Metaverse & NFTs See Record Growth | Investments & Ownership of Virtual Land, Wearables and Artwork Increase

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Investments in virtual assets and the metaverse as a whole currently seem insulated from any cooling risk appetite. Non-fungible tokens (NFTs) surged in popularity last year as more and more people embrace owning crypto assets such as virtual land, clothing and artworks.
NFT Investments

Investments in the metaverse increase

LONDON: Global markets have had a rocky start to the year as the prospects of tighter monetary policy prompted investors to ditch risky assets – but the fast-growing world of “metaverse” investing has been running on its own timeline.

Metaverse-related assets such as currencies which can be used in virtual worlds, and NFTs representing virtual land, took only a small hit as risk appetite dropped in January, while the broader market for digital goods has seen volumes surge.

Facebook changing its name to Meta Platforms Inc proved a bigger driver of investment in the metaverse than broader financial market conditions.

Non-fungible tokens (NFTs) surged in popularity last year and this growth shows no signs of slowing, with sales on the largest marketplace, OpenSea, hitting a record $5 billion in January even as the tech-heavy Nasdaq posted its biggest monthly drop since 2018.

NFTs are a niche crypto asset which use blockchain to record the ownership of digital files such as images and video. Some enthusiasts see them as an integral part of a largely hypothetical version of the Internet, called the “metaverse”, where property such as virtual land, clothing and artworks could be owned as a crypto asset.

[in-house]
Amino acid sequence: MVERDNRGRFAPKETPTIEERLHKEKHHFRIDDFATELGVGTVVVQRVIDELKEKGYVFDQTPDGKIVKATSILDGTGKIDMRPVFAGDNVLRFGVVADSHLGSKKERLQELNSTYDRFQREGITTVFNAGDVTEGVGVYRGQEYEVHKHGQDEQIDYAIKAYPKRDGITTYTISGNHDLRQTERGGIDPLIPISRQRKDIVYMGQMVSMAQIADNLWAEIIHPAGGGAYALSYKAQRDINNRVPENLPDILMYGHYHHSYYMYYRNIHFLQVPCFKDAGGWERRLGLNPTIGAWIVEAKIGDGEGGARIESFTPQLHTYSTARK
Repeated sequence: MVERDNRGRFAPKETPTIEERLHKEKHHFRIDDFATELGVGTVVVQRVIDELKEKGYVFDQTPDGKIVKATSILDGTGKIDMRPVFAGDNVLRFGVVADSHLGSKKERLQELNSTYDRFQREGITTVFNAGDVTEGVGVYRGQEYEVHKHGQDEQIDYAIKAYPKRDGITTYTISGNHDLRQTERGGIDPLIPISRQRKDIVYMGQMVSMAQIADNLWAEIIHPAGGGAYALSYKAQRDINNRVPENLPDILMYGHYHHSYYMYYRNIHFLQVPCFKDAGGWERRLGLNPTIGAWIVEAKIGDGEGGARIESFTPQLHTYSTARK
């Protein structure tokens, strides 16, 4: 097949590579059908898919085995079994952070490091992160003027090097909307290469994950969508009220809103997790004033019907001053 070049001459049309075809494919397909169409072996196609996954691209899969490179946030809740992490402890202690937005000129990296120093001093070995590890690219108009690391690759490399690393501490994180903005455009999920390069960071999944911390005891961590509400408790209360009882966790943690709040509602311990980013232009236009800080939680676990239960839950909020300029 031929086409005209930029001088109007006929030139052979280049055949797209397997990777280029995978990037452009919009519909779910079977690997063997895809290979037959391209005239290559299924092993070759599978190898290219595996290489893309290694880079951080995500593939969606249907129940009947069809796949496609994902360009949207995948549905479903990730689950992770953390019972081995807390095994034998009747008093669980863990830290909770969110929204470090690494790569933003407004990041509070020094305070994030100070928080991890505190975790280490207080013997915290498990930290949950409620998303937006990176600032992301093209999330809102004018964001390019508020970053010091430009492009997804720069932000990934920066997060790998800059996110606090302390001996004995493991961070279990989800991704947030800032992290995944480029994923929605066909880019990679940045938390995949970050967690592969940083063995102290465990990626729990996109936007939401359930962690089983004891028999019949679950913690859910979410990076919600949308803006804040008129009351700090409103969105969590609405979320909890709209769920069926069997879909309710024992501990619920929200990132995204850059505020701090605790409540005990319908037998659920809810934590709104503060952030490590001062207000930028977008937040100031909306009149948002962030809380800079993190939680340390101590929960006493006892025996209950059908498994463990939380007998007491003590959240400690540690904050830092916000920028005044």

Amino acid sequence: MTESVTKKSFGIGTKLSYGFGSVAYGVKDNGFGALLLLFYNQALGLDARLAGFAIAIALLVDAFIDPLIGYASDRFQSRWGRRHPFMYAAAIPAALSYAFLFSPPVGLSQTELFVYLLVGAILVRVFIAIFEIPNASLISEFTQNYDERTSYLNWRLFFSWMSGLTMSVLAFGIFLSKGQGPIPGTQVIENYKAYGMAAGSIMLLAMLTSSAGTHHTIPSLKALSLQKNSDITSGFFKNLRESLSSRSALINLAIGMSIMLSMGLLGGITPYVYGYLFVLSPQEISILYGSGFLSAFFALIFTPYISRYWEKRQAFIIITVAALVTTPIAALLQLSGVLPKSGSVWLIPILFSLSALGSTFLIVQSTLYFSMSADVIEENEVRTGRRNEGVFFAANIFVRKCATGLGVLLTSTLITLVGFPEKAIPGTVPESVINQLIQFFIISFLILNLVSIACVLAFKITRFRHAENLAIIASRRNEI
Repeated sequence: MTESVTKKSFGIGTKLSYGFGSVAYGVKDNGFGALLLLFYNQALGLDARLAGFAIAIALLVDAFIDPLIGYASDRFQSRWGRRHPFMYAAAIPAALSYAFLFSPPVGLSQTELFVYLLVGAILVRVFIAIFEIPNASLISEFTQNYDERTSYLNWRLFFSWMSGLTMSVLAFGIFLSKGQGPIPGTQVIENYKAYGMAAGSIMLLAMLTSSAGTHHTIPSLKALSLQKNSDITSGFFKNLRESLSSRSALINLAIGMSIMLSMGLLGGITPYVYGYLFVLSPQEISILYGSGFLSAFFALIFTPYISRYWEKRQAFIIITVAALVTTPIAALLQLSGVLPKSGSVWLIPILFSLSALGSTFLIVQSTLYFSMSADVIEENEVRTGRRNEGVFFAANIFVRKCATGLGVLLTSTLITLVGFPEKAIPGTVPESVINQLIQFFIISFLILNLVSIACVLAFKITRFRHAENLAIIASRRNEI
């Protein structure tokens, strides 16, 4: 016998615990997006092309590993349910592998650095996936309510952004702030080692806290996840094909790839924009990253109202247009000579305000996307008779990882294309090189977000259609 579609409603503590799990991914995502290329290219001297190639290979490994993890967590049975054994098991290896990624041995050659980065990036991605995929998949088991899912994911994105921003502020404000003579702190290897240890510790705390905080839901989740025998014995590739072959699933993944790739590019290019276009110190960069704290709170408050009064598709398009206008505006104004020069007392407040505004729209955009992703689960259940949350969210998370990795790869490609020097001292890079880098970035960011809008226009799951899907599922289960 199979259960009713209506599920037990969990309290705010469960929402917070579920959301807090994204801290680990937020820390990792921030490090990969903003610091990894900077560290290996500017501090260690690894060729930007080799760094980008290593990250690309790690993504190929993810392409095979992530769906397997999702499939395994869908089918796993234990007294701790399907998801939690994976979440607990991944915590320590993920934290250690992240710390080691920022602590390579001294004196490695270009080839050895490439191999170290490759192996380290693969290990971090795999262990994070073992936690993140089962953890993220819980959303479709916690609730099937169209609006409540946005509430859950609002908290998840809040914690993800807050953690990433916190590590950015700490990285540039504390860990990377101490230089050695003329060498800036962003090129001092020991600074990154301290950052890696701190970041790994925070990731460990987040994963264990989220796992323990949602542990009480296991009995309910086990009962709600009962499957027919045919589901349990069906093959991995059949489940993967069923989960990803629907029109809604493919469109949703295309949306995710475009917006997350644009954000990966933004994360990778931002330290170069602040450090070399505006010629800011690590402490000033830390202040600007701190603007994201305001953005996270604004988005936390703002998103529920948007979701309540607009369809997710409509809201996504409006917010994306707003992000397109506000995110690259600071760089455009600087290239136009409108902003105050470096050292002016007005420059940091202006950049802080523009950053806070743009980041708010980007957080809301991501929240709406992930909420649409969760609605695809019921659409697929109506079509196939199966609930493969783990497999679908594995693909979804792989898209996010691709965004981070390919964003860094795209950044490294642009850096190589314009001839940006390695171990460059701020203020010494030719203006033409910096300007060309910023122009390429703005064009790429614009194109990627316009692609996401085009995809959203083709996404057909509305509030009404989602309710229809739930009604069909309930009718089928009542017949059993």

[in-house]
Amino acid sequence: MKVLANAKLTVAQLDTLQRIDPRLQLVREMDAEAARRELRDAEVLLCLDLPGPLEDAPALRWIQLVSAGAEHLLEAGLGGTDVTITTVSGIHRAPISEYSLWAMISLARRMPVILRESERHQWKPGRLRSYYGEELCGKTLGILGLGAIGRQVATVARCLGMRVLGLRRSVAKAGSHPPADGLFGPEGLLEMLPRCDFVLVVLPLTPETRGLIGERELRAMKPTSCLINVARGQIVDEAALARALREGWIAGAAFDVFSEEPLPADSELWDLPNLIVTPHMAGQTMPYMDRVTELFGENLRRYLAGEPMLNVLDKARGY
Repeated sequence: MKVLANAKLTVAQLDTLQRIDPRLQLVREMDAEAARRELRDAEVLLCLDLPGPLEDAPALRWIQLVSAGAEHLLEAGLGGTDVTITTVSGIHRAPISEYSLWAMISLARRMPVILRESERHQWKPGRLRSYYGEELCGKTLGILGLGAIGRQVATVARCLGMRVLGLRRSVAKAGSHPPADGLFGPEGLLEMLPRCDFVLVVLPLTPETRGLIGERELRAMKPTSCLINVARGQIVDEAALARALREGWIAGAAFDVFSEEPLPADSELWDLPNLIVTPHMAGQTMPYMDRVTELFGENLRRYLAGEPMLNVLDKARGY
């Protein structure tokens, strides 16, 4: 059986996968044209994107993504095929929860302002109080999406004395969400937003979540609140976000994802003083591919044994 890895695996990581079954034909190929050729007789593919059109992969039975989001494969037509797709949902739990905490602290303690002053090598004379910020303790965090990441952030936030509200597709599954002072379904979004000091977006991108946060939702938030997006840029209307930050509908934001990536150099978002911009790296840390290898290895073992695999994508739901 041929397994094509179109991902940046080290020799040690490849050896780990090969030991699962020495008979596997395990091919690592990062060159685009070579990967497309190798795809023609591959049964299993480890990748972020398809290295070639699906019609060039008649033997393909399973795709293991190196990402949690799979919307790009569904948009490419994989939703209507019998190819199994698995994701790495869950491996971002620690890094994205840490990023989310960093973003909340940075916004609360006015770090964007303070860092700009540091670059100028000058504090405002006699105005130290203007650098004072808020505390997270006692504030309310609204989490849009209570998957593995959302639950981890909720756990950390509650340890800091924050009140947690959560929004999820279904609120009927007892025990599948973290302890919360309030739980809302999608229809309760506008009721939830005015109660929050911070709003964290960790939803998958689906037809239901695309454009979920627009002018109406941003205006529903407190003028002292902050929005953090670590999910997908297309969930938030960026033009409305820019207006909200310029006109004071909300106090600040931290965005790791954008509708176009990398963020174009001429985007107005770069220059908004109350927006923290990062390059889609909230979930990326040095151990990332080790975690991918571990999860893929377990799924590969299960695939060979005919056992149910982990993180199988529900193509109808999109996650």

A small number of enthusiasts have driven the volume growth. In the past month, there were around 400,000 active wallets in NFT markets on the ethereum blockchain, according to market tracker – and one person can own multiple wallets, making volume data an unreliable proxy for demand.

Metaverse tokens see enormous growth

As the prospect of the U.S. Federal Reserve hiking rates spooked investors in late January on the back of soaring inflation readings, bitcoin dropped too – counter to the theory that the highly volatile cryptocurrency could act as a store of value, like gold.

Blockchain-based metaverse worlds such as The Sandbox and Decentraland have their own cryptocurrencies, which players can use to buy assets such as land or “wearables” for their avatars.

Popular metaverse-related coins, Decentraland’s “MANA” and The Sandbox’s “SAND” are highly volatile, but appear more driven by business sentiment surrounding the metaverse than by central banks.

Although they dipped in line with other risky assets, this move was small compared with the massive spike they saw in late 2021 after Facebook’s name change, prompting a new wave of interest in metaverse-related investments.

Metaverse coins have seen astronomical growth during the pandemic: the game Axie Infinity’s coin “AXS” is up around 3,000% in the past year, at $61.03 compared with $1.97 this time last year, according to CoinGecko data.

Virtual real estate sales fluctuates in Q1 2022

How much is a piece of virtual land worth?

The price of an NFT representing a unit of land in blockchain-based virtual worlds also surged last year, with investors comparing the scramble for a well-placed patch of land to the way people bought up domain names in the early days of the Internet.

Yet since late 2021, the price growth has slumped. The average price of a plot of land in Decentraland last week was $18,268, according to, compared with the peak of $21,405 in November last year.

“There are more buyers for virtual land this year than in the past, but with ‘sell’ pressure being high with many overextended purchasing last year it’s a challenge to sell at a profit in the current market,” said a long-time NFT investor known as Trislit, who reckons his virtual land portfolio is worth around $900,000.

The number of land NFT sales has fluctuated between roughly 1,000 and 2,000 per week so far this year.

“The fall in prices has dropped the liquidation value of my portfolio pretty significantly,” Trislit said. “But since I don’t plan to sell anytime soon I have not felt the hit personally.”

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